Two more key words

Did you read last month’s column? I need to point out that I submitted the content a week and a half prior to the semi-finals of the rugby world cup. So, it was only afterwards that I heard the England coach, Eddie Jones, refer to those players outside of the starting fifteen, who sat on the bench at the start of a match, not as substitutes but as finishers. This provides a superb illustration of the point I was trying to highlight: ‘substitute’ carries the connotation that they are not first choice and will be called on only when needed; ‘finisher’ emphasises the equally important role of those on the bench, which is key to the overall team achieving success. Would you rather be a finisher or a substitute?

As much as I would like to take credit for this corroborating example, I must admit that it was just serendipitous. ‘Serendipity’ was the word that came into my head as soon as I heard about ‘finishers’. I have used this word several times in this column and I have always understood it as an alternative word to ‘lucky’, ‘coincidence’ or ‘good fortune’ and, as a result, it has a feel-good factor about it. I also had occasion to think of serendipity when I was listening to a discussion on the radio about algorithms used by entertainment and social media. A listener was explaining that she was offered different programmes by a platform depending on whether she was using it in the morning or in the evening. It was what she added to this that made me take notice. She was happy for the platform to offer such suggestions because it saved her time having to trawl through the myriad of options herself in order to choose a programme to watch.

Personally, this made me feel both concerned and sad. I was concerned that technology is potentially suppressing the ability of people to research information and to identify that which would be considered important, useful, entertaining or relevant to their particular tastes or objectives. Investigation and analytical skills are required in any number of professions and roles and, if people are not developing them in their non-working life, it will be more of an effort to apply them in their work. The feeling of sadness came from thinking about what people could be missing out on if they solely relied on algorithm-based choices selected based on past behaviour. They could lose the opportunity for serendipity in identifying a film, book, product or present.

This leads on to the revival of another word that has not been used very much in recent years, but is growing in importance: curation. My interest was raised back in January 2018 in a ‘thought for the day’ talk by Reverend Dr Jane Leach. She marvelled at the skill of the curator in placing two different but connected items together in an exhibition, which produced a greater impact through their intersecting stories than if they had both been exhibited separately. In this instance, curator and curation are used in their traditional sense relating to a museum exhibition. The origin of the word comes from the Latin: one who cares. The word denotes someone who has the care and supervision of something. So, in a general sense, curation is the selection and arrangement of objects, artefacts and, increasingly, information and data, to increase value. It requires the selection of a subset of the whole and the presentation of this subset so that it conveys the meaning or story of the whole with extra impact and added value.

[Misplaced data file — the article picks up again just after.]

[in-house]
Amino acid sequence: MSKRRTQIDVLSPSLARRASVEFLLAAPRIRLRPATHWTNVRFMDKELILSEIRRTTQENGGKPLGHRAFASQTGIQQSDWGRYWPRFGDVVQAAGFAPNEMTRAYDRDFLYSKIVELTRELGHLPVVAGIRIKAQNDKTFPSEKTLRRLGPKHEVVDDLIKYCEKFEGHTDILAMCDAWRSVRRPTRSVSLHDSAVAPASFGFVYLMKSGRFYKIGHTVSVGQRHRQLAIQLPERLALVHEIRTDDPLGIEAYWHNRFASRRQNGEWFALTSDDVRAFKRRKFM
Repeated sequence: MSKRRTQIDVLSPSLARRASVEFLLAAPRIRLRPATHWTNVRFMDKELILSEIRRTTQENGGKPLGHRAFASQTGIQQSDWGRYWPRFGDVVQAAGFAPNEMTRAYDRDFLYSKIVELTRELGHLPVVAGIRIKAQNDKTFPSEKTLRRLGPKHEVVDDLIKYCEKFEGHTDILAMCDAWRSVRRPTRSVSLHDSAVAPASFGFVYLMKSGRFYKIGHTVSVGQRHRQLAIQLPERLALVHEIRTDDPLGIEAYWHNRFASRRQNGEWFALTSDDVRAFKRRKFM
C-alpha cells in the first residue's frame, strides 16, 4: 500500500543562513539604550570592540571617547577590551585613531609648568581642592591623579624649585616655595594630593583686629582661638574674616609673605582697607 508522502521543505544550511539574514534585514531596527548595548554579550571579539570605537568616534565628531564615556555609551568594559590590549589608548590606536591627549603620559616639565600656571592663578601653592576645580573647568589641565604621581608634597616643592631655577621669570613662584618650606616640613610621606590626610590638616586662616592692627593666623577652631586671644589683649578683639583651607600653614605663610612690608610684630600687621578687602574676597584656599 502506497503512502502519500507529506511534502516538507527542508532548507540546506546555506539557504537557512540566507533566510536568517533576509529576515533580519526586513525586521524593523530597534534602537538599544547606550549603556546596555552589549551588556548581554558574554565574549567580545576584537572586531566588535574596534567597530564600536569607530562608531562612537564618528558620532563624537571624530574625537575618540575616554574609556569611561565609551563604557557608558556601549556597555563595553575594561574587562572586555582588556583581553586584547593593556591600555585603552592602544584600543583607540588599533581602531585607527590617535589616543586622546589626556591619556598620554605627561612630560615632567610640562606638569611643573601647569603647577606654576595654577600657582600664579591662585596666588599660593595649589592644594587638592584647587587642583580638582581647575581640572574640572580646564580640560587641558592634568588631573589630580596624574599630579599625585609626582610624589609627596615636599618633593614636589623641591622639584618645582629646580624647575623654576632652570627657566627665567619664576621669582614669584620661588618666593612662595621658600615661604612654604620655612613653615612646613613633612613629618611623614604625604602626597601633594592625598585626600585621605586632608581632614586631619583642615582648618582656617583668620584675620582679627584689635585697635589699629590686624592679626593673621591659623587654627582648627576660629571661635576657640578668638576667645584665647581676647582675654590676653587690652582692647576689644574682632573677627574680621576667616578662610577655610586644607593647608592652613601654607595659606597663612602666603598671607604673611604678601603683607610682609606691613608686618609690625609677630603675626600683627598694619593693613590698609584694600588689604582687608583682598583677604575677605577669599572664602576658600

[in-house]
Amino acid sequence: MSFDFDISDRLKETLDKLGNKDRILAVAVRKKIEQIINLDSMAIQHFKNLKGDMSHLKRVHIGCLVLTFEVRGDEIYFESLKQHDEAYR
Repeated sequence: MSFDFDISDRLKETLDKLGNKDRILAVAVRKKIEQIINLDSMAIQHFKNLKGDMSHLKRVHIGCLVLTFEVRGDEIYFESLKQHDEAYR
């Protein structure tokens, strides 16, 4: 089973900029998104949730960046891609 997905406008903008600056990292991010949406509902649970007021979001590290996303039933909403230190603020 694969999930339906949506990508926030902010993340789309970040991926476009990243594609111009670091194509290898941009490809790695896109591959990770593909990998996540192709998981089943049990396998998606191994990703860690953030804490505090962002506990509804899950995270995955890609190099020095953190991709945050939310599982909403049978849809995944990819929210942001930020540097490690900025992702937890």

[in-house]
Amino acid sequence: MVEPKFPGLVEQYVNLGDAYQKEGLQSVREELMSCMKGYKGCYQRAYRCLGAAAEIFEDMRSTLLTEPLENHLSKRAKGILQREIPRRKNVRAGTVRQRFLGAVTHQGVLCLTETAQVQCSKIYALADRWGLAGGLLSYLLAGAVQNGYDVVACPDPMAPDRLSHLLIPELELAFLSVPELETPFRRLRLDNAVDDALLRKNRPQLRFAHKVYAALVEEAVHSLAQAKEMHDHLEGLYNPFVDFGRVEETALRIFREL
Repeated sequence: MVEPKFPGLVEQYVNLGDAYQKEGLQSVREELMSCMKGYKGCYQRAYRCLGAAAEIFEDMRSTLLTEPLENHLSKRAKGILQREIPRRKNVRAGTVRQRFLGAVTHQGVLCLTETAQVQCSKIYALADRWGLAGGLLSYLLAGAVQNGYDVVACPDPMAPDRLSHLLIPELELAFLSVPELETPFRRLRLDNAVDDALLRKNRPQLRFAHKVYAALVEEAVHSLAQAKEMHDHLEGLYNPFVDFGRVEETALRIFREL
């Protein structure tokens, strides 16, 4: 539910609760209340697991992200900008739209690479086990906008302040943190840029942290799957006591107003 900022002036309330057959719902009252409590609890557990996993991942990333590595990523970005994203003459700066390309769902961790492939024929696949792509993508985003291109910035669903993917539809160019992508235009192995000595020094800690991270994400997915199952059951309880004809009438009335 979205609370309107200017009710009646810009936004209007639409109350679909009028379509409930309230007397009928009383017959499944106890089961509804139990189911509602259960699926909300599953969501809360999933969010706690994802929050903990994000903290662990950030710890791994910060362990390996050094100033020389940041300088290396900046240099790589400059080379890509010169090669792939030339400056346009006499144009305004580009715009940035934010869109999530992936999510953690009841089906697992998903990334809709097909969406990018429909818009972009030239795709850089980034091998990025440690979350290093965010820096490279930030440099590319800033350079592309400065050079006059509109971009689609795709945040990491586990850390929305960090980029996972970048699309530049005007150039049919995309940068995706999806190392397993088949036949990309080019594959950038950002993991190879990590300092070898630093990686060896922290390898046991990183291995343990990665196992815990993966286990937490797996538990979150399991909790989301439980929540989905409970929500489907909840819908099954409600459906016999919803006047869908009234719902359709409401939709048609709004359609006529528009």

Two specific areas where curation is gaining traction is as a tool in leadership, to simplify and articulate core issues and messages, and in the management of digital media, to enable continued access and maintenance of assets for future use. In both of these, the ultimate goal is to add value. Curation is now playing more of a role in online activity. Instead of maintaining the online echo chamber, curators select and arrange information to provide access to new ideas and different people and viewpoints. Good curation provides the opportunity for serendipity!

NDT is a curation activity. We select and arrange information, collected during an inspection, to tell the story of the particular plant component to the client in order to add value. To be able to do this, it is necessary to research and analyse the proposed inspection technique to establish its capability and inform the curation of the inspection data. Within the NDT community there are already curation activities being performed on our behalf: BINDT selects and peer reviews articles on selected topics to include in each issue of Insight; workshops, seminars and conference sessions are all curated to meet specific objectives. Curation can provide future opportunities for adding value by building a body of knowledge and ensuring ongoing access to historic data.

I would like to thank you for reading this column throughout the year and wish you all a Happy Christmas. May serendipity bring you joy in the festive season.

Please note that the views expressed in this column are the author’s own personal ramblings for the purpose of encouraging discussion within NDT News. They do not represent the views of Wood or BINDT.

Letters can be mailed to The Editor, NDT News, Midsummer House, Riverside Way, Bedford Road, Northampton NN1 5NX. Fax: +44 (0)1604 438300; Email: or email Bernard McGrath direct at

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